The Gift of Years

Growing old is inevitable – bringing with it wisdom through years of experience. But it is also means pain in the joints, poor digestion and aching feet.

We have to realise that physical, psychological and mental aspects are involved in ageing. Disorders of speech, sight and hearing are more frequent among older adults. Many parts of the body, such as the heart and lungs, do not function as efficiently as before. Our memory becomes poorer, our mobility restricted and we become more prone to depression and irritability.

Acknowledging this is the first step in dealing with growing old. How then do we grow old with dignity?

  • Stay physically active
    • Try daily light exercises such as walking. Even housework and gardening are good forms of exercise.
  • Keep mentally active
    • Keep your mind active by indulging in your hobby or perhaps taking on a new one.
  • Proper nutrition
    • A well-balanced diet and vitamin supplements are important, especially as you grow older.
  • Regular medical checks
    • Regular check-ups will allow early detection of problems and assist in treatment and recovery.
  • Be honest about feelings
    • Feelings of isolation and loneliness are very real in old age. Do not be afraid to share your feelings with family members and friends.
  • Adjust to your different role
    • You may not be able to remain as head of the household, so enjoy sitting back. Let someone else take over the running of the home.
  • Plan early for old age
    • Look forward to retirement, but plan well in advance. In realising the fact that we will all retire at some point in time, plan now psychologically, socially and financially. Let the golden years bring value and rewards.

Helping to Allay Old People’s Fears

If, on the other hand, you haven’t as yet enjoyed the gift of years, how can you help to ensure that older people do?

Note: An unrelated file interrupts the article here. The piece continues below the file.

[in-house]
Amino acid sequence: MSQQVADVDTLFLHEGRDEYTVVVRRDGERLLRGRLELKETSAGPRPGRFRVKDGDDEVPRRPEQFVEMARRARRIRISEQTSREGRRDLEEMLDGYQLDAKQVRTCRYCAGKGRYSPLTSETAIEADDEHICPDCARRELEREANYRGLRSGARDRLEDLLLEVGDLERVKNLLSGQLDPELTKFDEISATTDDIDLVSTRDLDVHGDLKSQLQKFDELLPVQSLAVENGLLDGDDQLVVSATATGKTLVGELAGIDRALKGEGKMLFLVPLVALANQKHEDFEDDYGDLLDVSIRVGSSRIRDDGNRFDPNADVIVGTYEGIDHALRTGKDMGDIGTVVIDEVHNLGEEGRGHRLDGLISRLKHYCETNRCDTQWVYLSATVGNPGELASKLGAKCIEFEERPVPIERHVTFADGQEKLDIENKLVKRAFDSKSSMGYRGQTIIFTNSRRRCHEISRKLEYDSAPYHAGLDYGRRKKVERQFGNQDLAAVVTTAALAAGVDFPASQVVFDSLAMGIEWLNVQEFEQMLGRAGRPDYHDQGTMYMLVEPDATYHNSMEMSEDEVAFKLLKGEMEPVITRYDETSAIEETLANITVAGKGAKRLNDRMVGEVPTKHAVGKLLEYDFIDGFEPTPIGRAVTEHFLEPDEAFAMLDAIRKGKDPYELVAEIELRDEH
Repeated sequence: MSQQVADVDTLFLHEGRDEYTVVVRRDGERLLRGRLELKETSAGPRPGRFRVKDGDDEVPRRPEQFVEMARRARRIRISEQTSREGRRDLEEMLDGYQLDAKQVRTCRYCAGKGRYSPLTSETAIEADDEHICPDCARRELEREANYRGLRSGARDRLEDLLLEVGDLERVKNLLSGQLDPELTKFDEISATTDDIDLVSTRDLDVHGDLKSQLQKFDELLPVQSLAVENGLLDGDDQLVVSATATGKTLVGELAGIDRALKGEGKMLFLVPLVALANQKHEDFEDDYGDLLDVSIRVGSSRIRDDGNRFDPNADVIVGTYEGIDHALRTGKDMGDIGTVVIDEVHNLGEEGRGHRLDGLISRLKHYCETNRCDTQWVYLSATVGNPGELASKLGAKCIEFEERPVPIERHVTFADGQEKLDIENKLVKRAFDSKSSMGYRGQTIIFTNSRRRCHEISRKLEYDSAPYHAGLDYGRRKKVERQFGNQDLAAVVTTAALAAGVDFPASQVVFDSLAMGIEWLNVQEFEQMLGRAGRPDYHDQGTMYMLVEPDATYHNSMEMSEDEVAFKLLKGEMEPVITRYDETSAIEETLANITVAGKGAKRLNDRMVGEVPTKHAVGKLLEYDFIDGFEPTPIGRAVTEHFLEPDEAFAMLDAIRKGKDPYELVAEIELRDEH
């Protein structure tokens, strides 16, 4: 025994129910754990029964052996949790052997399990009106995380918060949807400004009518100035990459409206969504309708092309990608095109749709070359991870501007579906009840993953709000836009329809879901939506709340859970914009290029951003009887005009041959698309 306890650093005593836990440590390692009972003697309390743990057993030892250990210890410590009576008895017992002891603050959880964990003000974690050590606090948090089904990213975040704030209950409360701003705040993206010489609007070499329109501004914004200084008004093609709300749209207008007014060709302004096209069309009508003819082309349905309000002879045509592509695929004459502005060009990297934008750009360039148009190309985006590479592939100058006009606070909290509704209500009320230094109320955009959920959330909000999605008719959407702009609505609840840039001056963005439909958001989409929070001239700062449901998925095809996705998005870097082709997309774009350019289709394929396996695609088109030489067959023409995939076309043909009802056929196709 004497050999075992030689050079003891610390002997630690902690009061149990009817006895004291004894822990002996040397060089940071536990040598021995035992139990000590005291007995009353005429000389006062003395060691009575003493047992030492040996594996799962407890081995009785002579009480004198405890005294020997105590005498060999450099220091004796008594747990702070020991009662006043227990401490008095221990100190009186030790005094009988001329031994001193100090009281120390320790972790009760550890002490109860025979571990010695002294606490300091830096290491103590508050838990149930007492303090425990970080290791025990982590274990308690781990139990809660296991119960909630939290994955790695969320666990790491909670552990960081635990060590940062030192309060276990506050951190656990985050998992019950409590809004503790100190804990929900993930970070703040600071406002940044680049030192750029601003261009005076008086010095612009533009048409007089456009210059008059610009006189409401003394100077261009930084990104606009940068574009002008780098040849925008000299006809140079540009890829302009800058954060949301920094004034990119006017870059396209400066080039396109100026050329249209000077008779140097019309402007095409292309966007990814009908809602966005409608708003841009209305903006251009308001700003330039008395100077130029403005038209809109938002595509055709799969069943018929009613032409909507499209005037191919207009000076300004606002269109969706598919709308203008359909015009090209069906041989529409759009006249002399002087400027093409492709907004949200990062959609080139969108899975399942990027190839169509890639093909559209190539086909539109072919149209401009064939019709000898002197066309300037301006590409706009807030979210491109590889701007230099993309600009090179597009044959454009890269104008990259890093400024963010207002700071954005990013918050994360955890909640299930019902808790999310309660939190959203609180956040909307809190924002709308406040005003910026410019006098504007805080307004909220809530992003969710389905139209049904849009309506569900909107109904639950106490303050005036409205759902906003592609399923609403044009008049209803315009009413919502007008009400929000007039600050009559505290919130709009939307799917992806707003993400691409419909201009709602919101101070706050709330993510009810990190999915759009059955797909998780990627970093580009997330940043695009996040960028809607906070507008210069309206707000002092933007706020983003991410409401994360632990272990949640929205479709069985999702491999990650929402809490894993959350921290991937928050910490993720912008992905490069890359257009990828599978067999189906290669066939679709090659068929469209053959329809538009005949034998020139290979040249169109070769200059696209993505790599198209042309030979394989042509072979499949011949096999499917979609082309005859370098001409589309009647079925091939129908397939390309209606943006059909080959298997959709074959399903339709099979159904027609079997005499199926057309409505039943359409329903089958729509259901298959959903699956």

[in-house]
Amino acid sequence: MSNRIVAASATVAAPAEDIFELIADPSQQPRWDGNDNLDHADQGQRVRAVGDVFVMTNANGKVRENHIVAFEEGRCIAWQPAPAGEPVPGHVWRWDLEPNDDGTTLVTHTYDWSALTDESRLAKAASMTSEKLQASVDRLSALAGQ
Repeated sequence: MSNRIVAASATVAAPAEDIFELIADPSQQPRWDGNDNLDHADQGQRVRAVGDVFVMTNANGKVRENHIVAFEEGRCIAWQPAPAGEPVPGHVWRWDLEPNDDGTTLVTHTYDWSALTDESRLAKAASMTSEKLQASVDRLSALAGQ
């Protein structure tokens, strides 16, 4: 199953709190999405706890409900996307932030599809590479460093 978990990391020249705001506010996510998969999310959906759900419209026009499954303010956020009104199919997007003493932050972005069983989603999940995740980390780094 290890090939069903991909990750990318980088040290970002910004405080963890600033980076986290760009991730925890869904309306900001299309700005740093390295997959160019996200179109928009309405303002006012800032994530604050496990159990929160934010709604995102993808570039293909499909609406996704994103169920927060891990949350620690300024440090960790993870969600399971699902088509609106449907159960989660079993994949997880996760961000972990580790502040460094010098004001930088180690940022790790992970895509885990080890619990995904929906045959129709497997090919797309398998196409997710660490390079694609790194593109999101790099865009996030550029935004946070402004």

Society needs to change its attitude towards old age. Far from being a burden, the elderly should be recognised as possessing experience, skill, knowledge, talent and wisdom.

Here are a few tips you can put into practice.

  • Show patience
    • Be patient when elders are not as quick or agile as you are.
  • Listen
    • Give a listening ear to what elders say. By hearing them out, you may learn something, and it helps to make them feel better.
  • Preserve family ties
    • Reinforce reverence and respect for the elderly, and try to keep family ties strong.
  • Offer reassurance
    • No one likes to feel that life is slowly coming to an end. You can help to reassure elders about their fears during this sensitive phase of their lives.
  • Show respect
    • Many old people feel ignored and under-valued – outsiders in a society they helped to build. Respect their values, even if they seem outdated to you.
  • Don’t be over-protective
    • The best therapy and exercise for many old people, perhaps surprisingly, is housework. Provided they are able, let elders look after themselves. This will maintain their sense of self-worth.
  • Keep elders up to date
    • You can help elders to adapt to the present way of life by letting them know what’s going on around them. This will give them a sense of being a part of the life of the community, and a feeling of control over their own lives.
  • Offer employment
    • If you are in a position to offer employment, you can help elders retain a sense of purpose by offering part-time, flexitime or alternate day employment for those who want it. Don’t automatically push workers out when they turn 65.
  • Give companionship
    • Many older people are left alone due to their children growing up and leaving home, or the death of their spouse. You can help to alleviate their feelings of rejection, loneliness and boredom by offering your time and friendship.
  • Help to change the negative stereotype
    • Too often the elderly are presented as outdated members of society with little to contribute. You can help change these stereotypes that portray the aged as muddled, irritable and incompetent. Remember, many outstanding achievers in the arts, science and politics are well over 60.

Let’s be very clear that senility and mental illness are not natural consequences of old age. Their presence could be due to adverse social factors. And these can be prevented or avoided by changes in social attitudes.

The young can help the older members of society to live their lives with dignity and self-esteem. Indeed, we all have a vested interest in the future of the aged – the young of today are the older people tomorrow.

If we all have the right attitude, the gift of years can be a beautiful experience. It cannot be earned, nor hoarded. It should be opened and enjoyed, thankfully, one day at a time.

“Youth and age are not dates in time, but states of mind. Our duty is not to add years to our lives, but to add life to our years.” – Myron Taylor